The businesses owned by nearly 800 alumni of the Stanford Latino Entrepreneurial Initiative have combined annual revenues of about $5 billion, more than 39,000 employees, and operations in 31 states, Porras said.
Even seasoned entrepreneurs face long odds that do not necessarily improve with time. Roughly one-third of new businesses fail within two years, half within five years, and two-thirds within 10 years, according to a US Small Business Administration analysis of new business survival rates from 1994 to 2018.
Minority entrepreneurs face additional challenges; on average, they have less household wealth and less access to mainstream grants, loans, and equity investors, and they often serve less affluent communities than white-owned businesses.
Entrepreneurship programs can help them get loans, grants, and investment. Eighty-two percent of Hispanic alumni of the Stanford program got SBA-backed Paycheck Protection Program loans in the midst of the pandemic, for example, while overall just 28 percent of white-owned and 18 percent of Hispanic-owned businesses of a similar size got the loans, Stanford research shows.
The Hillsborough entrepreneurship program Tiffany Bell attended has mentored and provided seed funding for Bell and 25 other entrepreneurs over the past two years, including five Hispanic students, seven Black students, and 14 female students, said Hillsborough professor Beth Kerly.
These entrepreneurs share one attribute: They’re all still in the game. Despite launching just before or during the pandemic, 25 of the startup businesses are up and running, and one has been sold, according to Andy Gold, another Hillsborough professor and a former Wall Street investor who coleads the program with Kerly.
He credited “ridiculously intrusive mentoring” as the key to this success.
Gold, Kerly, and a collection of volunteer mentors check in with their students after graduation. “Before we talk about all your good news for your company, you’d have to tell me what your monthly revenues are and how that compares to last month, year over year, plus answer a whole bunch of other financial questions,” Gold said.
Family tradition leads some Black and Hispanic Americans to start their own businesses. Dewayne Kimble, 52, graduated from an entrepreneurship training program offered through Syracuse University’s Institute for Veterans and Military Families in partnership with Hillsborough Community College. After retiring from the Department of Veterans Affairs, Kimble, who is Black, launched a veterans benefits consulting business that now has almost 150 clients, he said.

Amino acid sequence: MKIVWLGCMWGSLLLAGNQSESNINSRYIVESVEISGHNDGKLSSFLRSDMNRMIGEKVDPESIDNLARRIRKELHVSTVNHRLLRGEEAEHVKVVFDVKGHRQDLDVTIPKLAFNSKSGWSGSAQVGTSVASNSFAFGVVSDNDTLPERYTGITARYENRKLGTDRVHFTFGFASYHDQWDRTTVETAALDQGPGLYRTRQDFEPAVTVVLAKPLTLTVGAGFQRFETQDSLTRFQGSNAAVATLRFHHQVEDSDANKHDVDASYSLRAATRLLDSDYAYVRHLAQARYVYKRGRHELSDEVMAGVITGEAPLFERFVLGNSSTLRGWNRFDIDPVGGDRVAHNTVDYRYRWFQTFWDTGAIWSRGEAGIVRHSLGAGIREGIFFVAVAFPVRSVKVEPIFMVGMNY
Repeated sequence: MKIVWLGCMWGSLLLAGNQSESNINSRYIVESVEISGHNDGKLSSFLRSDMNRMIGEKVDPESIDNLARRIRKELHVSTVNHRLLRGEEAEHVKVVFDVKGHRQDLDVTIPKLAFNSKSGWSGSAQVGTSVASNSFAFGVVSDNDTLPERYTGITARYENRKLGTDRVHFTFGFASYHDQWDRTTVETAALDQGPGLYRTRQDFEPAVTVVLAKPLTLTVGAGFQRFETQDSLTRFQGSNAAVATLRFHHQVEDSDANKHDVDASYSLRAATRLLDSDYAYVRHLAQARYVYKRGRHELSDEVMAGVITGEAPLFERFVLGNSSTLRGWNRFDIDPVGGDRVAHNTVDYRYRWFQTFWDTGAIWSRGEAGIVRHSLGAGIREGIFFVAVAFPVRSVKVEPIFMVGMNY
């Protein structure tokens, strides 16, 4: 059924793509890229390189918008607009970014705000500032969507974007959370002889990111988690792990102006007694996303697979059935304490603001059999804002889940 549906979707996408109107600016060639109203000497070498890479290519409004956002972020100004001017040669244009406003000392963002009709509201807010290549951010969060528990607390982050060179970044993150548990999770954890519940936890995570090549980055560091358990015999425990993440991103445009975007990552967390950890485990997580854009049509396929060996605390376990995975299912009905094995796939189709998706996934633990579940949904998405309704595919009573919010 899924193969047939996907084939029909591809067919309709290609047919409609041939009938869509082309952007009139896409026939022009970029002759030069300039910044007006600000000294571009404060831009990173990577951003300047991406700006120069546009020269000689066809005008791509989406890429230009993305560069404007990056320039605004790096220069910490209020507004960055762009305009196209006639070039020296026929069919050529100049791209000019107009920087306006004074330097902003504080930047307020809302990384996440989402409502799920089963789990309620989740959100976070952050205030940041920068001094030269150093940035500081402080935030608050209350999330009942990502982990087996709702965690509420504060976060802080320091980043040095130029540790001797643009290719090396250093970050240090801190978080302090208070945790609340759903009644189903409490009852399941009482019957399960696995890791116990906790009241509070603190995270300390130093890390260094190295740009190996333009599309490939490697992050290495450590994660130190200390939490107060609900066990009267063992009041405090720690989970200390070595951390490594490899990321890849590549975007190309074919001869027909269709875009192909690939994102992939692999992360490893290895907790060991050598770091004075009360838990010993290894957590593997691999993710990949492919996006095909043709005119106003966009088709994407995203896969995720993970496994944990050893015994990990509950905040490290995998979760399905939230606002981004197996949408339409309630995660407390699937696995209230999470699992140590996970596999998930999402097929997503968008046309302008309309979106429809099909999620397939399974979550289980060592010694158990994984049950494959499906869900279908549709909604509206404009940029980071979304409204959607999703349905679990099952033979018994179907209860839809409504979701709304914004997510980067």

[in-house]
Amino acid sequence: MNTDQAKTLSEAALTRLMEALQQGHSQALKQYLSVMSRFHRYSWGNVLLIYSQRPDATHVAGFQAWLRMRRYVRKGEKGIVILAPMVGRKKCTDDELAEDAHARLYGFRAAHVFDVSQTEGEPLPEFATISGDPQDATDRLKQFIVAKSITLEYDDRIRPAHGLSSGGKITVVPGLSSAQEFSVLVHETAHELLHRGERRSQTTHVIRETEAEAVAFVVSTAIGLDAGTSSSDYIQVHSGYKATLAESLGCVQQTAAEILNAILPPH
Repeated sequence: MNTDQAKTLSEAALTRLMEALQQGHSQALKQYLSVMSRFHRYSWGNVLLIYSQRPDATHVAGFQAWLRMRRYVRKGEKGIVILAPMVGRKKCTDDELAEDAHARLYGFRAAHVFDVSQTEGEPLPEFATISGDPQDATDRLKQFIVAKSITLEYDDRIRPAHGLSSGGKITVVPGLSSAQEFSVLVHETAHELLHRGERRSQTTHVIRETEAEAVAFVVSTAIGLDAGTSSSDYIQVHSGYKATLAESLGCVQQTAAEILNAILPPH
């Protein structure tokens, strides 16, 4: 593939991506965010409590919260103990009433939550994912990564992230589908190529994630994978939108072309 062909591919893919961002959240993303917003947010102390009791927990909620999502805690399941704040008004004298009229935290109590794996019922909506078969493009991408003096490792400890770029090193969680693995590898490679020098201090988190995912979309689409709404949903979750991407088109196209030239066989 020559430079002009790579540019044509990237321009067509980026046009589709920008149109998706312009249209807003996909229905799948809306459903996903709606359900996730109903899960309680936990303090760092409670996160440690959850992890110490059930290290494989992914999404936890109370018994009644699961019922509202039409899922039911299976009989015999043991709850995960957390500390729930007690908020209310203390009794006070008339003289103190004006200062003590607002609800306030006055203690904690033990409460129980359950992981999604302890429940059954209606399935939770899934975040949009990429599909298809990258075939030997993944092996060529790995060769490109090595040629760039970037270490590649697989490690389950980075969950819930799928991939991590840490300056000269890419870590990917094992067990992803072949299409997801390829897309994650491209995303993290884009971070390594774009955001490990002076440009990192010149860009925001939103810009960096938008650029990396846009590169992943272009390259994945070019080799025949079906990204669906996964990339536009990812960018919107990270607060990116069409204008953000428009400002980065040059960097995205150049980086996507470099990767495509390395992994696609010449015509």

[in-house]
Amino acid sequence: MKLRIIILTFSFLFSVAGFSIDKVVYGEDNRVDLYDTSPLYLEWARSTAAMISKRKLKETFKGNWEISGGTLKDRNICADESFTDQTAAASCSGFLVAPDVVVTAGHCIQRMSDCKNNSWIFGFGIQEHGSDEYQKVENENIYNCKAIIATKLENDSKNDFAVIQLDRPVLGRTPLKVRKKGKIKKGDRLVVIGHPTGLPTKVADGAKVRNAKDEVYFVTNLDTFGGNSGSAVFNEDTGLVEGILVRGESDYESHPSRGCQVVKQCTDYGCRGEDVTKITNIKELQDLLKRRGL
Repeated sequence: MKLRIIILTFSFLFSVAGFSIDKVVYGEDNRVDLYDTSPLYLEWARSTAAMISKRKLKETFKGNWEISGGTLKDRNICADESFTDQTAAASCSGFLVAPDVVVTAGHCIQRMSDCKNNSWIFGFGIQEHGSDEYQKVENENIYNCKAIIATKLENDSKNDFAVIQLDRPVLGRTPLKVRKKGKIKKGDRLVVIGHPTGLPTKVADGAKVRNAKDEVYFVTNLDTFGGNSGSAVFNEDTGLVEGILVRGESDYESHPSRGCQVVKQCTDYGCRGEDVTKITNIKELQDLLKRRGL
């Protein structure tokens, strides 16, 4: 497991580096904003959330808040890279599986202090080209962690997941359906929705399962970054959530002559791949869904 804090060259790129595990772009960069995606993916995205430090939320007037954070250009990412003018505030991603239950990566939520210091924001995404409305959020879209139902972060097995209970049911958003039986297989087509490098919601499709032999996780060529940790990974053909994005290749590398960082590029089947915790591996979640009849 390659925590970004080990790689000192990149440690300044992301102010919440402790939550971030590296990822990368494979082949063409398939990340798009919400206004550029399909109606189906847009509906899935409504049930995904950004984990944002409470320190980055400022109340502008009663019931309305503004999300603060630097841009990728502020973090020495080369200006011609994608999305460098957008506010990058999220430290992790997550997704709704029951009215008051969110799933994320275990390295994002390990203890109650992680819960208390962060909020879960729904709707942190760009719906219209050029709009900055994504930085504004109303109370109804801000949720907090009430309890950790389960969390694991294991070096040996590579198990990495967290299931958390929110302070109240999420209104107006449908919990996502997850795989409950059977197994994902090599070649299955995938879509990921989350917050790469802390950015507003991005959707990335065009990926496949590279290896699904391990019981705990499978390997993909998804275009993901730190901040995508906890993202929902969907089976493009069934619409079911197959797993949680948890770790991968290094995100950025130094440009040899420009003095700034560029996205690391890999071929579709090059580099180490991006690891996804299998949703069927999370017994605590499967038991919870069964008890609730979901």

It isn’t just about making great beer, which is obviously our passion. But it’s also about serving and building our community.David Favela, Founder, Border X Brewing
Many of Kimble’s great aunts and uncles from southeast Missouri were entrepreneurs. “One of those siblings bought a bus,” he said, “fixed it up and began offering bus services … Then he started buying old cars, fixing them up and selling them. And then my grandmother had two other brothers who owned land and farmed it. And another sibling, an older sister, had a boutique selling women’s clothing on the South Side of Chicago.”
Black and Hispanic entrepreneurs also start businesses aimed at giving back to their communities. David Favela left his job as a global business manager at Hewlett Packard in 2018 to work full-time at the sideline business he started in 2013, Border X Brewing in San Diego. Border X brews and serves Mexican-themed beverages such as Blood Saison, a bright red, tart beer inspired by a Mexican hibiscus tea, in three taprooms in working-class Hispanic neighborhoods in Southern California.
“This work is incredibly meaningful to me,” said Favela, whose company participated in the Stanford program. “It isn’t just about making great beer, which is obviously our passion. But it’s also about serving and building our community.”
Favela said he’s on target to generate $3 million in revenue this year, up from $1.8 million in the pre-pandemic year of 2019. Favela said his business plan forecasts $10 million in sales by 2024, driven by an expansion from the existing three taprooms to six.
Back in Tampa, Tiffany Bell is now reducing son Stephon’s role running day-to-day operations at Street Gamez and helping him focus on developing the future of the business and building his own brand. Bell said that will position Street Gamez to survive while he goes to college, which she said is nonnegotiable.
“His success has demonstrated to his peers that entrepreneurship is possible at any age, that you can have a career that involves a passion you love, that hard work can bring success, and that this is a career option open to kids who look like him.”
This story about Black and Hispanic entrepreneurship was produced by the Hechinger Report and supported by the Institute for Citizens & Scholars. Sign up for the Hechinger Report higher education newsletter.